• Key Takeaways From Ex-Alstom Exec's FCPA Conviction

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    In U.S. v. Hoskins, a Connecticut federal court last week convicted a foreigner who did not work for a U.S. company of Foreign Corrupt Practices Act violations, presenting valuable lessons about the scope of FCPA liability and how to effectively withdraw from a bribery scheme, say Sunil Shenoi and Kim Nemirow at Kirkland.

  • Opinion

    Proposal To Reform NY Court System Is Not Affordable

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    New York Chief Judge Janet DiFiore's proposed reform of the state's courts is flawed because it will dramatically increase judges' salaries and retirement benefits even though New York already has the most expensive court system per capita in the United States, says Michael Friedman, former president of the Albany County Bar Association.

  • Texas Could Take Page From Mass.'s Judicial Selection Book

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    As Texas and other states review their judicial election processes, they would be well served by taking guidance from Massachusetts' Governor’s Council system, which protects the judiciary from the hazards of campaigning, says Richard Baker of New England Intellectual Property.

  • Revised USPTO Trial Practice Guide Leans Pro-Patent Owners

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    The U.S. Patent and Trademark Office recently released its updated Trial Practice Guide, which includes several policy changes that tip the scales toward patent owners and make the PTAB less attractive than district courts for litigating patent validity, says Brian Berliner of O’Melveny.

  • Opinion

    What Headlines Missed About ‘Cartel’ Traders’ Trial 1 Year Ago

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    In U.S. v. Usher, a Manhattan federal jury acquitted three British forex traders known as "the cartel" of antitrust allegations one year ago, but some common myths about the case, perpetuated by flashy headlines, still need to be debunked, say White & Case's Samuel Feldman and Mark Gidley, who represented one of the defendants.

  • Series

    Judging A Book: McKeown Reviews 'Conversations With RBG'

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    Reading Jeffrey Rosen’s "Conversations With RBG: Ruth Bader Ginsburg on Life, Love, Liberty, and Law" is like eavesdropping on the author and his subject while they discuss how the restrained judicial minimalist became the fiery leader of the opposition, says Ninth Circuit Judge M. Margaret McKeown.

  • A Better Specific Jurisdiction Test For Cross-Border Discovery

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    The Second Circuit's nonparty jurisdictional criteria for Section 1782 discovery purposes in a foreign proceeding — laid out in its recent Application of Antonio Del Valle Ruiz decision — is murky, difficult to apply and inequitable; I propose a simpler, fairer test, says Gilbert Samberg of Mintz.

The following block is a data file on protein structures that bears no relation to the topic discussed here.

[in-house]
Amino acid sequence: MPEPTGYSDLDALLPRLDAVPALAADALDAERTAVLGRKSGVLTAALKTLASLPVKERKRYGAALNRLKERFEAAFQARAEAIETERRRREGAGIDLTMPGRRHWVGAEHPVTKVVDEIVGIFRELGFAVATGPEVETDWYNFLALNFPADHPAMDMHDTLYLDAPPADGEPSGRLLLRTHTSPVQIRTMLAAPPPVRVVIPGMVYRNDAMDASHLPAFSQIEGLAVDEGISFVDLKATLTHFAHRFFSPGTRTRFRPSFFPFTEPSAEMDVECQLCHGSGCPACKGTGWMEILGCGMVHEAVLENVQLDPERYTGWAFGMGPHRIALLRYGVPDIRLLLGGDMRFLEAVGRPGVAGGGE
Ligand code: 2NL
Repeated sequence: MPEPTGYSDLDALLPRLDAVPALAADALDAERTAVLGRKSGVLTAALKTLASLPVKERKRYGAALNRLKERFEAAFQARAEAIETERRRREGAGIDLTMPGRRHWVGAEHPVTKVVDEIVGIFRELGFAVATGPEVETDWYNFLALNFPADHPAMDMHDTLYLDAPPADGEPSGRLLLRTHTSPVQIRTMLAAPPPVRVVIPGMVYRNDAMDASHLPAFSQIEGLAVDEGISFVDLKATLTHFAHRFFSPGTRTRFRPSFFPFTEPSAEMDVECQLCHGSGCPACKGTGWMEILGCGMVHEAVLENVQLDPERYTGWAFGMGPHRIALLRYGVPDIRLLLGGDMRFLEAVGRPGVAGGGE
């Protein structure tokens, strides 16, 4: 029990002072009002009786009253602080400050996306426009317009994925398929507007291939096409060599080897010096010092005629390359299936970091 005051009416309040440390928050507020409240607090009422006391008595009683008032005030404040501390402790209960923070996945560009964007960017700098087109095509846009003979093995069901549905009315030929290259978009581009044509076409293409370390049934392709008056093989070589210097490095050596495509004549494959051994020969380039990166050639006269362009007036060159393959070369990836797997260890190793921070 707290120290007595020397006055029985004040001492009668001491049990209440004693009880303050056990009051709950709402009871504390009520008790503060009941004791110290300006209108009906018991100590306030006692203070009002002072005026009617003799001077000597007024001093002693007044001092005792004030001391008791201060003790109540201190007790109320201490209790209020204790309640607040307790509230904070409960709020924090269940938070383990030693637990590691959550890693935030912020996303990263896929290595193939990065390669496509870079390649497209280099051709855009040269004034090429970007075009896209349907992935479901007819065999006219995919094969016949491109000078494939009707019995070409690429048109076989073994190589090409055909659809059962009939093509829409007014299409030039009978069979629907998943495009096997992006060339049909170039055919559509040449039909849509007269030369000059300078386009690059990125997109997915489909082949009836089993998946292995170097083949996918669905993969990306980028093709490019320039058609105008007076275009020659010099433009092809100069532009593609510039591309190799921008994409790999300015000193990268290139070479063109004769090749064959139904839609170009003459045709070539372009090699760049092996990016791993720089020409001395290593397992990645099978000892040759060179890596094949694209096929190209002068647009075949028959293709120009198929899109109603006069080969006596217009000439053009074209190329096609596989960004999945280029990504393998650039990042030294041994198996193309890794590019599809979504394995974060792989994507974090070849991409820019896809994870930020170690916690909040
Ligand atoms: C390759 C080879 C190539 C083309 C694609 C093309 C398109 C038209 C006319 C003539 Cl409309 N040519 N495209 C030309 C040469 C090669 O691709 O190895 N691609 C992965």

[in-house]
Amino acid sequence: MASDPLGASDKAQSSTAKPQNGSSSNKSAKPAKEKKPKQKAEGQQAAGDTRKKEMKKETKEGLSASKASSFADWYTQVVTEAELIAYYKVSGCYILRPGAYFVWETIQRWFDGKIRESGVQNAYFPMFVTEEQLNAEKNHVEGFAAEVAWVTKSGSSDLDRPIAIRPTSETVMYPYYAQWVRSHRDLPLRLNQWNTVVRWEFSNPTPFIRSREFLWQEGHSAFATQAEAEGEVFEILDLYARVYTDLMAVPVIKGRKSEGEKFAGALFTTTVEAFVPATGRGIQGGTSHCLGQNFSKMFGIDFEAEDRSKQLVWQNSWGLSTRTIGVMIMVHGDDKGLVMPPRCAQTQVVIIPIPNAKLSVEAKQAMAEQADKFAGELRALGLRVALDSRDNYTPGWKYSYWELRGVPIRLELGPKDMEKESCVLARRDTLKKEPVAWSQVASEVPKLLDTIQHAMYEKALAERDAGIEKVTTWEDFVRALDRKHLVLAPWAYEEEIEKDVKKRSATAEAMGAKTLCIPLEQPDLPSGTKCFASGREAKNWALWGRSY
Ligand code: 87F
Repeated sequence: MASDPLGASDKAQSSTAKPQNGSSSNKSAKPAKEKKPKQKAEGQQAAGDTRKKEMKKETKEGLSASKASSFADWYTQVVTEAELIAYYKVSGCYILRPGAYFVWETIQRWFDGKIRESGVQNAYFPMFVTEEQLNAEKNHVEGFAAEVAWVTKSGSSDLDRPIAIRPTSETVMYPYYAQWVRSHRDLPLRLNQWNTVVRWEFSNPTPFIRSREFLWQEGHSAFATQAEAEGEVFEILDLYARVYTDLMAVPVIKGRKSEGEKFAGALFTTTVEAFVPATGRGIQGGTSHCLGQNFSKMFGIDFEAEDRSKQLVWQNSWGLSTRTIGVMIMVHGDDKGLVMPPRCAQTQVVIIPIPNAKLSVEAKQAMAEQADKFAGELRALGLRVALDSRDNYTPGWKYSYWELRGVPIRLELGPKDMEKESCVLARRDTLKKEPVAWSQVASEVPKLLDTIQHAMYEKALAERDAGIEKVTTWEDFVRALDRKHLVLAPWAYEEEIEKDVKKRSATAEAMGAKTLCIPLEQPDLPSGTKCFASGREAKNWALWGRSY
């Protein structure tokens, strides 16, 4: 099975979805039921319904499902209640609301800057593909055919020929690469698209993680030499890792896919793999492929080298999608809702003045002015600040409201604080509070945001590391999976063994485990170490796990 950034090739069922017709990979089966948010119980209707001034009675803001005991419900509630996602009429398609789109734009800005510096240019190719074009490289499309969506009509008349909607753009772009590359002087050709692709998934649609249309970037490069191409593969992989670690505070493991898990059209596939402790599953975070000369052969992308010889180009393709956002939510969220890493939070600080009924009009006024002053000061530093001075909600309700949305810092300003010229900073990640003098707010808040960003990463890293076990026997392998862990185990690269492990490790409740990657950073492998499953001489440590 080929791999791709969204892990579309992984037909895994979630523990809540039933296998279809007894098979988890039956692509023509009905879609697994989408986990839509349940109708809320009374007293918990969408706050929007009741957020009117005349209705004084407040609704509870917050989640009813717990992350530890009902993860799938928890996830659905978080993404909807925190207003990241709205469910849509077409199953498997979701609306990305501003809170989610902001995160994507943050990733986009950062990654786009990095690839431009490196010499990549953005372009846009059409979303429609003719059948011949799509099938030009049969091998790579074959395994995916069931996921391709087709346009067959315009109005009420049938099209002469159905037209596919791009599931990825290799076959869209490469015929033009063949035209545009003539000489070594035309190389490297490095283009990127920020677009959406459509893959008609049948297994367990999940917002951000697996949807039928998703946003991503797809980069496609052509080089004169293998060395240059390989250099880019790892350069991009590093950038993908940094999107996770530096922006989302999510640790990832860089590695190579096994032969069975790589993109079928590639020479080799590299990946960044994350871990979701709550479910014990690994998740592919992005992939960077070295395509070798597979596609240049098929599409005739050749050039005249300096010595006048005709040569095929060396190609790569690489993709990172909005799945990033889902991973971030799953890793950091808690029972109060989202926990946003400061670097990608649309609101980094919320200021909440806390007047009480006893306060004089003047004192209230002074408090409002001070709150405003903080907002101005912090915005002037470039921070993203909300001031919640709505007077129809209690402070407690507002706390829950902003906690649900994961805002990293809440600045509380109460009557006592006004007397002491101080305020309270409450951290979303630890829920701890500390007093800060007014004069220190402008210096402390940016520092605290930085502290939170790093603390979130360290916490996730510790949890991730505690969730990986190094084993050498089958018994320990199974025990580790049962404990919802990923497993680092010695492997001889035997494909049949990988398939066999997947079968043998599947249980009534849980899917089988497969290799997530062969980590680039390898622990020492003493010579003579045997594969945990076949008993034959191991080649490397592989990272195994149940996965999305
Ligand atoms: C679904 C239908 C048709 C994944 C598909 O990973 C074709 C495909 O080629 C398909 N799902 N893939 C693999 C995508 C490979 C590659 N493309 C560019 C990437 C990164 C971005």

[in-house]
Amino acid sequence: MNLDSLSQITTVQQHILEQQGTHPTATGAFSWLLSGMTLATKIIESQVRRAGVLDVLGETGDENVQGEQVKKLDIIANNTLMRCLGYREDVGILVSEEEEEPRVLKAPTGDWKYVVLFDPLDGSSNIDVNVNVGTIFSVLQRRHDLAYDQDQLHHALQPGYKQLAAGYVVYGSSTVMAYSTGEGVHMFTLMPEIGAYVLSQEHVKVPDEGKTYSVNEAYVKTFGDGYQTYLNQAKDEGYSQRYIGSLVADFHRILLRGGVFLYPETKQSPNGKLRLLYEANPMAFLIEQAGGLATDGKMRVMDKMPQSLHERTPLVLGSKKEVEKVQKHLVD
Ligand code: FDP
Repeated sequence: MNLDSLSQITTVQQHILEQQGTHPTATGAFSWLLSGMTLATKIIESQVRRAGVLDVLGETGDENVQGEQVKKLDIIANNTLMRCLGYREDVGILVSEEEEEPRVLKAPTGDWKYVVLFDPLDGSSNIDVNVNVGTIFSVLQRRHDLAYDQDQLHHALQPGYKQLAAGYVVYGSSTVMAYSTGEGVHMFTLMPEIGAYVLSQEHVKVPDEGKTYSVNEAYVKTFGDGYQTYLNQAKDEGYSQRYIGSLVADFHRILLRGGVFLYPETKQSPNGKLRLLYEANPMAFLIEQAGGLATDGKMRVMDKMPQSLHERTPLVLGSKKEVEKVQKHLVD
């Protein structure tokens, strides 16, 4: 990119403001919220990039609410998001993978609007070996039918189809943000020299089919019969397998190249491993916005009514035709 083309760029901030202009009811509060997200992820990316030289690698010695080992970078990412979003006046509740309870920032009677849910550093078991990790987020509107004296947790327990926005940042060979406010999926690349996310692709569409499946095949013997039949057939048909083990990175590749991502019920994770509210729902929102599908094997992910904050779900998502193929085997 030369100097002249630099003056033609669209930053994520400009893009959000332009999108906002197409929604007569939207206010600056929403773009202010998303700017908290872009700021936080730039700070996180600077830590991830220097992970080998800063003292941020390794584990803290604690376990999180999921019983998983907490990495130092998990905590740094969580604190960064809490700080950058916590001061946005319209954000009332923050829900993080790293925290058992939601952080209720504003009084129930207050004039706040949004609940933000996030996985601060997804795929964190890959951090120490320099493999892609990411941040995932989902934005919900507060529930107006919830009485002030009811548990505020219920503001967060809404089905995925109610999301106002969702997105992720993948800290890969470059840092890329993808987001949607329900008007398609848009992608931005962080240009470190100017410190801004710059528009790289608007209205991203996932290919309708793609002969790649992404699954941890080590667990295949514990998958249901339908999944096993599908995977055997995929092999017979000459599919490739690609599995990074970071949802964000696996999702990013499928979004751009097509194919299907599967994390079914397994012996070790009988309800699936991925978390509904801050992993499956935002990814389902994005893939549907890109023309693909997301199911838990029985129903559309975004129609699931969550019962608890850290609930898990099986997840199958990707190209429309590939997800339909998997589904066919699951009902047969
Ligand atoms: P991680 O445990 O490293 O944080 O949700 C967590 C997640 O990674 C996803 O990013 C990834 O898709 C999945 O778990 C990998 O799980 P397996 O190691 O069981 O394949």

• Teaching Witnesses To Avoid Cross-Examination Traps

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    It’s common for inexperienced witnesses to become ensnared in their own responses during cross-examination, so they should be coached in advance on how to break down each question-and-answer scenario into three distinct phases, says Jeff Dougherty of Litigation IQ.

  • Opportunities Abound In Patent Litigation Funding At The ITC

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    The recent funding of a patent infringement claim brought by the University of California Santa Barbara demonstrates the advantages of the U.S. International Trade Commission as a venue, where creative intellectual property owners and litigation financers may find lucrative opportunities, despite a few hurdles, say Matt Rizzolo and Hyun-Joong (Daniel) Kim of Ropes & Gray.

  • Opinion

    Flat-Fee Legal Billing Can Liberate Attorneys

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    Replacing hourly billing with flat-fee arrangements, especially for appellate work, will leave attorneys feeling free to spend as much time as necessary to produce their highest quality work, says Lawrence Ebner of Capital Appellate Advocacy.

  • Perspectives

    Acquitted Conduct Should Not Be Considered At Sentencing

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    Congress should advance the Prohibiting Punishment of Acquitted Conduct Act, which seeks to explicitly preclude federal judges from a practice that effectively eliminates the democratic role of the jury in the criminal justice system, says Robert Ehrlich, former governor of Maryland.

  • Spoliation Rule Remains Ambiguous Despite Amendments

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    Although the Federal Rules of Civil Procedure were amended to provide a uniform standard of culpability for spoliation, cases with similar facts are still reaching differing results because the rule does not specify how a court should evaluate a party's intent, say attorneys at Pepper Hamilton.